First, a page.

controlled leak. One other thing to remember is that an injector can only open and close so fast, this is called minimum dynamic flow range. If the ECU, in an
attempt to lean out a rich mixture, selects a pulse width that is shorter than the injectorís minimum dynamic flow range, the injector becomes inconsistent in
its ability to supply the required fuel. This results in poor engine performance, surging and stumbling. In other words bigger isnít always better.
Letís calculate the fueling requirements of a few engines to illustrate what we have been talking about.
For the first example letís take a stock Ford 5.0L Mustang motor that makes an advertised 215 hp and look a the very conservative approach Ford used to
calculate the injector size for the factory engine by using the O.E. typically safe 0.80 duty cycle limit.
Fuel injector size = (215 hp x 0.55) / (8 x 0.80) = 18.5 lbs./hr or the ACCEL p/n 150119 injector
Now letís upgraded the engine with more efficient GT-40 type components that will lower the BSFC and use a more realistic 0.85 duty cycle limit. Ford says
this combination of GT-40 parts will produce about 275 hp.What injector size is required to support this?
Fuel injector size = (275 hp x.50) / (8 x 0.85) = 20.1 lbs./hr or the ACCEL p/n 150121 injector
Until now your only choice would have been to go with a 24 lbs./hr unit, which would be fine if the engine was making about 325 hp, but not ideal for 275 hp.
Remember the comment about realistic horsepower; donít kid yourself! Now letís factor in an adjustable fuel pressure regulator as a tuning tool for this setup.
By adjusting fuel pressure you can change the flow rating of a given injector. The calculation is simple, as long as you know the static flow rating of an injector at
a specific pressure. For example ACCEL p/n 150121 flows 20.0 lbs./hr at 2.7 BAR or 39.6 PSI, which just happens to be where the stock Ford non-adjustable
fuel pressure regulators are preset. As a point of reference, most GM factory fuel pressure regulators are preset at 3.0 BAR or 44.1 PSI. If we were to increase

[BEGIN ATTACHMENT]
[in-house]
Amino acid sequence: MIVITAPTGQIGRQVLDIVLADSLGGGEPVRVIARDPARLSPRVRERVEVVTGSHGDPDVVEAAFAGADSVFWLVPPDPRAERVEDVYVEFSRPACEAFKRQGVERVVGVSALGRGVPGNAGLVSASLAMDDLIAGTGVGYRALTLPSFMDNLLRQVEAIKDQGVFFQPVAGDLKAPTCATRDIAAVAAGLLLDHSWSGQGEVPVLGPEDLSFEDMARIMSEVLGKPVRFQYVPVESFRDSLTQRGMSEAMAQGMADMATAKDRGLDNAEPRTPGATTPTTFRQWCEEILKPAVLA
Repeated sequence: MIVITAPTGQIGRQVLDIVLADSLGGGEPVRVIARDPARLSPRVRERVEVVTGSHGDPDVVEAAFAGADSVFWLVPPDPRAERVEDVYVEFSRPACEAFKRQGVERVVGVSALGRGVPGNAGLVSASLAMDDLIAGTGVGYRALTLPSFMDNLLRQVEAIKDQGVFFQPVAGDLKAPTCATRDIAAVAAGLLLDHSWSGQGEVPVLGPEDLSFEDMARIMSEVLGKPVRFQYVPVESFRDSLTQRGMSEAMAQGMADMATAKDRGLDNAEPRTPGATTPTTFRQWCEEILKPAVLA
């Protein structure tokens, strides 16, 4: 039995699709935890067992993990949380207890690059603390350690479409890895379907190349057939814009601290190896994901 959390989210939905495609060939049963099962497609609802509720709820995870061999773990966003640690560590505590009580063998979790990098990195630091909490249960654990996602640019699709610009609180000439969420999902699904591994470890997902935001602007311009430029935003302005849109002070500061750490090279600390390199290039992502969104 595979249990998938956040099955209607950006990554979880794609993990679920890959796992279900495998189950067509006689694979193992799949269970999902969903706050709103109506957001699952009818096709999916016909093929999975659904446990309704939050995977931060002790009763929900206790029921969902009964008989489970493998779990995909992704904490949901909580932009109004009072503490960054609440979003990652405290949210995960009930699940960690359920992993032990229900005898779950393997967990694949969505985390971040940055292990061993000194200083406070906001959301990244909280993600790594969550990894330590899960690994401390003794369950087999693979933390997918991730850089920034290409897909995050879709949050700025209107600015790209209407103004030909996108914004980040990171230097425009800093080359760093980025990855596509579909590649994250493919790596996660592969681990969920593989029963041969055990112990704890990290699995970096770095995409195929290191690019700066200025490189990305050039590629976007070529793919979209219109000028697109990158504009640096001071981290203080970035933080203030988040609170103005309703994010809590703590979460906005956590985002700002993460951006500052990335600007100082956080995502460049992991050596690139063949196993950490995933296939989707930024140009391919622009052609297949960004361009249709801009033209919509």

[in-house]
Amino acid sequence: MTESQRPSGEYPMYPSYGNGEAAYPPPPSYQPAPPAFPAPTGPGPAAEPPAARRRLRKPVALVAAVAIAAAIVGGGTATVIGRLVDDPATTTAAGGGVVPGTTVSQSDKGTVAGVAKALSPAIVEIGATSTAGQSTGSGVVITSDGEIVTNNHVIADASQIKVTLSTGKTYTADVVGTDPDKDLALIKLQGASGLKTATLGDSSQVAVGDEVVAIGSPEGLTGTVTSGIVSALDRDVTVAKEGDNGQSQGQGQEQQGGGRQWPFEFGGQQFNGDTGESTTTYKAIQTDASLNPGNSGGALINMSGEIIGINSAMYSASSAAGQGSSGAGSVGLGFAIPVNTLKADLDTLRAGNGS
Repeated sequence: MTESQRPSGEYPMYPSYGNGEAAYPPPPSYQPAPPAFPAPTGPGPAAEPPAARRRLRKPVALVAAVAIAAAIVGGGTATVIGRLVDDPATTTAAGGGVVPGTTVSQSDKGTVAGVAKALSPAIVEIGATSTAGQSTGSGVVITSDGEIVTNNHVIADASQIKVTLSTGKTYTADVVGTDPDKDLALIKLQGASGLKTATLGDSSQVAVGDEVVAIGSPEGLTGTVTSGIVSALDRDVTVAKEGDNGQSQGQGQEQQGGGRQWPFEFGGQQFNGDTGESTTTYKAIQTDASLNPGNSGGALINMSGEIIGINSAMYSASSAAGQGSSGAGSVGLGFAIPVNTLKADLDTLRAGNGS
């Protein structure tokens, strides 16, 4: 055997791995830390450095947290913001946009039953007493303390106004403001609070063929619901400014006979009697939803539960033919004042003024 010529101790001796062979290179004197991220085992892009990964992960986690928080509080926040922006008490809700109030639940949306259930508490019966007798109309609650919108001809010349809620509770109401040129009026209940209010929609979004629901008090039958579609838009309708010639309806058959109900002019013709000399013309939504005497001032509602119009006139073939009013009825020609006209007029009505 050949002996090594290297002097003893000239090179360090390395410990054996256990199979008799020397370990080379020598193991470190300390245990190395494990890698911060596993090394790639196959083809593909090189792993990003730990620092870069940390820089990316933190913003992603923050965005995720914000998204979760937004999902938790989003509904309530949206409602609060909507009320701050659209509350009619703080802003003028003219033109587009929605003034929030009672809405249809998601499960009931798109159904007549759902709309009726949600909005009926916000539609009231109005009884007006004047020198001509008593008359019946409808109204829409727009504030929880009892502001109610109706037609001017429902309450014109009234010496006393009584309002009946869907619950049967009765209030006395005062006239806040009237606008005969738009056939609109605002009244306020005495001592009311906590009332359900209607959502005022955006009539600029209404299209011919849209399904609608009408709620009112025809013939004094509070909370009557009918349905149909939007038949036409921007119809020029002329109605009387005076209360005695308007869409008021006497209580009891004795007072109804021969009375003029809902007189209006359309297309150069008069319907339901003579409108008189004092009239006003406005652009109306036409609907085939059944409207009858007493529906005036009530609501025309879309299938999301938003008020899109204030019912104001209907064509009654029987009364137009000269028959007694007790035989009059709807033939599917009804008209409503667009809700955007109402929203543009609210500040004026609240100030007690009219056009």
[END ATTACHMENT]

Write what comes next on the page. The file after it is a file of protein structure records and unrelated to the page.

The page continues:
the fuel pressure from 39.6 PSI to 45 PSI, what will be the new flow rating of the ACCEL p/n 150121 injector?
New flow rating = [square root of (new pressure /old pressure)] x old flow rating
New flow rating = [square root of (45 PSI / 39.6 PSI)] x 20.0 lbs./hr = 21.3 lbs./hr
This increase in flow rating would support about 15 additional horsepower on our GT-40 engine. An adjustable fuel pressure regulator is an excellent tuning
tool as long as the fuel pressure does not exceed 55 PSI, which is the limit that the stock fuel line fittings are designed to handle. So letís say we increase the
fuel pressure up to 55 PSI, then the ACCEL p/n 150121 injector would be flowing 23.6 lbs./hr. But because ACCEL offers p/n 150123 that flows 23.1 lbs./hr at
39.6 PSI and 150124 that flows 24.3 lbs./hr at 39.6 PSI, radical increases in fuel pressure are not required to find the perfect match for your engine. The key
is to make power efficiently, choosing the correct injector for your intended needs and using the adjustable pressure regulator as a fine tuning tool.
For the third example letís use Fordís new 392 crate motor p/n M-6007-A392. Out of the crate, using a 750cfm carburetor, this engine dyno tested at 453 hp
with a .454 BSFC. Letís calculate the injector size you would need if the 392 were to be fuel injected.
Fuel injector size = (453 hp x 0.454) / (8 x 0.85) = 30.2 lbs./hr units or the ACCEL p/n 150130 injector.
As a point of reference, this same 392 crate engine has made over 530 hp on a dyno with Air Flow Research 185cc heads vs. stock GT-40X heads. To support
this new-found power, using the same equation, larger 35.2 lbs./hr units or the ACCEL p/n 150136 would be needed. So when calculating injector size, if you
are planning on large power adders in the future, keep in mind that you may have to upgrade your injector size. Just like if you might have had to put a bigger carburetor on a modified motor in the past.